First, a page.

Michael Santo at Alice Hill’s Real Tech News did a little sleuthing in Sony’s quarterly report and discovered that the AIBO robot pooch is being put to sleep at the end of Sony’s fiscal year in March and development has ended for the humanoid QRIO robot. Make has a photo retrospective.
If you do some more spelunking in the report, you’ll find that Sony also said that it would:
stop development and manufacturing of PDP (plasma display panel) televisions, and stop selling in-car entertainment products in Japan. It will also kill its Qualia line of pricey, high-specification products.
All of this is by way of getting Sony back on track and they did report the strongest quarterly earnings in several years.
Troy Wolverton at TheStreet.com:
Some of Electronic Arts’ top games have just gotten a lot cheaper.
The retail prices of titles such as Madden NFL ’06, NBA Live ’06 and Need For Speed: Most Wanted have fallen by $10 to $20 this week, according to a report issued Thursday by Banc of America analyst Gary Cooper.
The price cuts, which only affected games made for current-generation consoles such as Sony’s PlayStation 2 and Microsoft’s original Xbox, are a reaction to weak video-game sales in recent months and likely will be the start of a trend, he said.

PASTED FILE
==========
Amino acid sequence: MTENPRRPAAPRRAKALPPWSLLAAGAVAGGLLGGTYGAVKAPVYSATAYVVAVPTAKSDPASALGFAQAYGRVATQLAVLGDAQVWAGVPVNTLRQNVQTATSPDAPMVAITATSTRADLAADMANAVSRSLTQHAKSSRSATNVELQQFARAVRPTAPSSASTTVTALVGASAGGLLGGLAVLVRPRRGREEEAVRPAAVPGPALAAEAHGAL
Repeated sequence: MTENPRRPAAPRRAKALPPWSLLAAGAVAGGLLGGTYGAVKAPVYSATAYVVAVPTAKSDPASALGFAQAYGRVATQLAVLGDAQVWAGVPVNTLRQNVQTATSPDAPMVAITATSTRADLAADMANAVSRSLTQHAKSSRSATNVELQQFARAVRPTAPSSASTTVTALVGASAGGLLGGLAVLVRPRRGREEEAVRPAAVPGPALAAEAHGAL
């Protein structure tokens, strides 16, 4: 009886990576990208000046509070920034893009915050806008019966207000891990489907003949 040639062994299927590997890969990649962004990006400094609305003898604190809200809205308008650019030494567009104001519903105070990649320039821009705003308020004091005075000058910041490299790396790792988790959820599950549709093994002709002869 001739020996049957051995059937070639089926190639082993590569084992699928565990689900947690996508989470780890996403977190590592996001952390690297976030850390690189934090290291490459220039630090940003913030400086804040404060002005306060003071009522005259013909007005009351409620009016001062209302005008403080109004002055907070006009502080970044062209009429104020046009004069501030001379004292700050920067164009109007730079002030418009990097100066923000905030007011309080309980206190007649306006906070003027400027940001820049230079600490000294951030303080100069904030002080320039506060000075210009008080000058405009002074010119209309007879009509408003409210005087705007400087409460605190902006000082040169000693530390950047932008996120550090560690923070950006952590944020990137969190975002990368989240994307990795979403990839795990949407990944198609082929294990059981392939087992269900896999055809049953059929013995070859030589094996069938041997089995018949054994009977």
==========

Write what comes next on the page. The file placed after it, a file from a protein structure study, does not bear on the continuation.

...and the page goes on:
“We expect more price cuts to come from other publishers and believe very few new current-gen [eration] releases will be able to charge a premium price,” said Cooper…
Note that these are wholesale price reductions. What the retailers will do is another matter, but there seems little doubt that retail prices are going down.
An industry group seeking common ground on the emerging IEEE 802.11n high-speed wireless LAN specification has agreed on a compromise proposal that may form the basis of a final standard.
The joint proposal group, which includes backers of all the major factions in the fight over how to boost the speed and range of wireless LANs, late Wednesday [Jan. 11 - ed.] approved a proposal by a unanimous online vote with two abstentions, according to Bill McFarland, chief technology officer at Atheros Communications, a semiconductor vendor that belongs to the group.
The IEEE is expected to formally accept the proposal in a meeting this week, but it likely won’t be formally adopted for about a year. The good news is that won’t slow down the vendors:
But partly because the standards process has taken so long and vendors have gained experience with the new technology, there will probably be pre-standard products on the market in the middle of this year that are mostly interoperable and can be upgraded to the final standard via software or firmware upgrade.
The advantages are 802.11n, or MIMO as it is often called, are greater range and faster speed.